Do not inject the drug too superficially or withdraw the needle from the sub-Q fat during injection, as this may increase risk of intradermal exposure and potential skin ulceration.
Avoid entry of deoxycholic acid into the postplatysmal fat by injecting the drug at a depth approximately mid-way into the sub-Q fat layer.
If resistance is met during insertion of the needle indicating the possibility of contact with fascial or nonfat tissue, withdraw the needle to an appropriate depth before administering the drug.
May give up to 50 injections (0.2 mL each), or a total of 100 mg (10 mL), in a single treatment; may administer up to 6 single treatments at intervals of at least 1 month.
Manufacturer currently makes no dosage recommendations for patients with hepatic impairment.
Manufacturer currently makes no dosage recommendations for patients with renal impairment.
Use caution in dosage selection, starting at the low end of the dosing range, reflecting the greater frequency of decreased hepatic, renal, or cardiac function, and of concomitant disease or other drug therapy.
Cautions for Deoxycholic Acid
Presence of infection at injection sites.
Marginal Mandibular Nerve Injury
Marginal mandibular nerve injury, manifested as an asymmetric smile or facial muscle weakness (paresis), reported in clinical trials; all such injuries in clinical trials resolved spontaneously. Do not inject deoxycholic acid into or in close proximity to the marginal mandibular branch of the facial nerve. (See Sub-Q Administration under Dosage and Administration.)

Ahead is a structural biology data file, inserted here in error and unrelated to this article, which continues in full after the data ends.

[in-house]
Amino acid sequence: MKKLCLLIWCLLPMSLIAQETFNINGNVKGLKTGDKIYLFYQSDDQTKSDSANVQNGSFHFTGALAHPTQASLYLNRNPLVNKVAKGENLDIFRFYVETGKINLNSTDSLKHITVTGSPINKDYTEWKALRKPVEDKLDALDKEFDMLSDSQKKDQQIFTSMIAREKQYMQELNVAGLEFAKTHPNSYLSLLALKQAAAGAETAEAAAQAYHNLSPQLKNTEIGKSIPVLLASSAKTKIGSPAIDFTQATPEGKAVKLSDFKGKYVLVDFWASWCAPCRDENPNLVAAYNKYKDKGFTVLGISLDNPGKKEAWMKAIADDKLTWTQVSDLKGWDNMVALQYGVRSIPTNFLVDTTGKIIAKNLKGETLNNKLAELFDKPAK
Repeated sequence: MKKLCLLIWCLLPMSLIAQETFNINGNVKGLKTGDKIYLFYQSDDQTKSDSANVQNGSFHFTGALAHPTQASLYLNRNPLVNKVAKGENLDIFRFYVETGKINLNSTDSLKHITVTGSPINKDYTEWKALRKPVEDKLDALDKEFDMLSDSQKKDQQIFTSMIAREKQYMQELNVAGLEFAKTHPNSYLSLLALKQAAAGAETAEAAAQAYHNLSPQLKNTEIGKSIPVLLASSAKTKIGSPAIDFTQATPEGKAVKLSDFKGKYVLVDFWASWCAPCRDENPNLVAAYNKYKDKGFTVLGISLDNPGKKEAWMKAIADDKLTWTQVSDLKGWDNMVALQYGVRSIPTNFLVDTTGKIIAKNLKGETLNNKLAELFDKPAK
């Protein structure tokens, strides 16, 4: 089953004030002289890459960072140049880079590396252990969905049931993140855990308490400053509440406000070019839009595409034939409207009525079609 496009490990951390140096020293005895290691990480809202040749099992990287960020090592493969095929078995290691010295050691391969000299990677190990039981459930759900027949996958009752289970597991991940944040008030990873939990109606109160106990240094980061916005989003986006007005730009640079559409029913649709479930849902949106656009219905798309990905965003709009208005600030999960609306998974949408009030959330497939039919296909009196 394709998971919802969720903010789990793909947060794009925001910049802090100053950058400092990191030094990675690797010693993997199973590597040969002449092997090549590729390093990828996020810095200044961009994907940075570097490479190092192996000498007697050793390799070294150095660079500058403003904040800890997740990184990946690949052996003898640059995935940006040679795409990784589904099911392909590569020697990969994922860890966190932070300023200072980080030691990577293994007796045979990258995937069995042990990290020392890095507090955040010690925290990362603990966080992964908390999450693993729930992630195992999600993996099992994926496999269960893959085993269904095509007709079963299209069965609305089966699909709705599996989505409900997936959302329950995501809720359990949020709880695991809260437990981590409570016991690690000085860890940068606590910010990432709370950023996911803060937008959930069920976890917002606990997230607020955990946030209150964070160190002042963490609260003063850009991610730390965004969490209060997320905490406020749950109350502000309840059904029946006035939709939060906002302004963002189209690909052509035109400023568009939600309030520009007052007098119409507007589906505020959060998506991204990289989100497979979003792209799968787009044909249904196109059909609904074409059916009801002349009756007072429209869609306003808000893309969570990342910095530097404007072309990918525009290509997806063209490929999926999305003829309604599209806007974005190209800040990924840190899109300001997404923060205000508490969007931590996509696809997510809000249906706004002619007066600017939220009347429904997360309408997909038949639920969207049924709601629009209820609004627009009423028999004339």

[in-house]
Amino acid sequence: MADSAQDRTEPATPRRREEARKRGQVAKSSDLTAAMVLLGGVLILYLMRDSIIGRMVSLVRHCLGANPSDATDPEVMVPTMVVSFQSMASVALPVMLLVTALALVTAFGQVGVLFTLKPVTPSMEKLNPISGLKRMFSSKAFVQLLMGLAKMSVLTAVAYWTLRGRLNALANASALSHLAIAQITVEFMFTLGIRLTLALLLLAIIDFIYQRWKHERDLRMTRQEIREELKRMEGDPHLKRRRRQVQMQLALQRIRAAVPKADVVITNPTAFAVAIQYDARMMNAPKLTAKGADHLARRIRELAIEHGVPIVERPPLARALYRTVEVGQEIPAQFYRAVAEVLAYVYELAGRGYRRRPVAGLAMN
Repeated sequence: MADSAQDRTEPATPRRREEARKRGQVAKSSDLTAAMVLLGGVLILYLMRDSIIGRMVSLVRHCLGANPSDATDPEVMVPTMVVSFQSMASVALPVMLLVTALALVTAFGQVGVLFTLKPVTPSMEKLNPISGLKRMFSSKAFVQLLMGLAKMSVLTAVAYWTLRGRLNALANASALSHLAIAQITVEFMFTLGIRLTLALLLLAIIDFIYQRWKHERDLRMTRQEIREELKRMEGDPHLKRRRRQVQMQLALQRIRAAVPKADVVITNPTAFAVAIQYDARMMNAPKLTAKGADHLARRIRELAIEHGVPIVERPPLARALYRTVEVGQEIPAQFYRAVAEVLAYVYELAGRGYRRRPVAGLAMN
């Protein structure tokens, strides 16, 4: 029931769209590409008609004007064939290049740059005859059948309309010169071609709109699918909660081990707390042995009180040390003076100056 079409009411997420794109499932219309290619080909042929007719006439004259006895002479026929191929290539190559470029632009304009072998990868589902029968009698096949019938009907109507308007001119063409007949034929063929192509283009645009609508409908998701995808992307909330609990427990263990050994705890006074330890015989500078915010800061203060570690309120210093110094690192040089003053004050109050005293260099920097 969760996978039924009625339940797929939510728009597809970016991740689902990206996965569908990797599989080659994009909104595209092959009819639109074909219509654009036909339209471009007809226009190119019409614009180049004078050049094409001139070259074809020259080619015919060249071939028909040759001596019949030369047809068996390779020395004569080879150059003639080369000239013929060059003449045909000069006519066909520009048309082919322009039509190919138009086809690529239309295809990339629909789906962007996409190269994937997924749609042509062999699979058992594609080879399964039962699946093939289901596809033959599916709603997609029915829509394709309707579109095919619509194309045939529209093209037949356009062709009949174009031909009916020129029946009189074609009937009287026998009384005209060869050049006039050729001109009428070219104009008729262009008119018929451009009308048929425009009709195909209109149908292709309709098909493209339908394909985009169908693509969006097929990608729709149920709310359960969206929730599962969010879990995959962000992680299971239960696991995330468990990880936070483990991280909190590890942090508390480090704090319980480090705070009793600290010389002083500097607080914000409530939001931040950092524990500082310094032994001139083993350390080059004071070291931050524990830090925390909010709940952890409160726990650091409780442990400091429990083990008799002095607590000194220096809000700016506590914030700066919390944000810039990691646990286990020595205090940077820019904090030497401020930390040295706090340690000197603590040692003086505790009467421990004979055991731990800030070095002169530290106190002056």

Dysphagia reported in clinical trials in the setting of administration-site reactions (e.g., pain, swelling, induration of the submental area) and resolved spontaneously.
Manufacturer states to avoid use of drug in individuals with current symptoms or history of dysphagia.
Use caution in individuals with bleeding abnormalities and in those currently being treated with antiplatelet or anticoagulant therapy as excessive bleeding or bruising in the treatment area may occur.
Risk of Infection in Proximity to Vulnerable Anatomic Structures
To avoid potential tissue damage, do not inject into or near (within 1–1.5 cm) salivary glands, lymph nodes, or muscles.
No adequate and well-controlled studies of deoxycholic acid in pregnant women.
Not known whether deoxycholic acid is distributed into milk.
Safety and efficacy not established in individuals <18 years of age; manufacturer states that drug is not intended for use in children or adolescents.
Insufficient experience in adults >65 years of age to determine whether geriatric individuals respond differently than younger adults. However, clinical experience generally has not revealed age-related differences.
Data are lacking on the use of deoxycholic acid in patients with hepatic impairment.
Common Adverse Effects
≥2% of deoxycholic acid recipients and more frequently than with placebo in 2 clinical trials: Injection-site reactions (edema/swelling, hematoma/bruising, pain, numbness, erythema, induration, paresthesia, nodule, pruritus, skin tightness, skin warmth, nerve injury), headache, oropharyngeal pain, hypertension, nausea, dysphagia.
>20% of deoxycholic acid recipients: Injection-site edema/swelling, hematoma, pain, numbness, erythema, induration.
Interactions for Deoxycholic Acid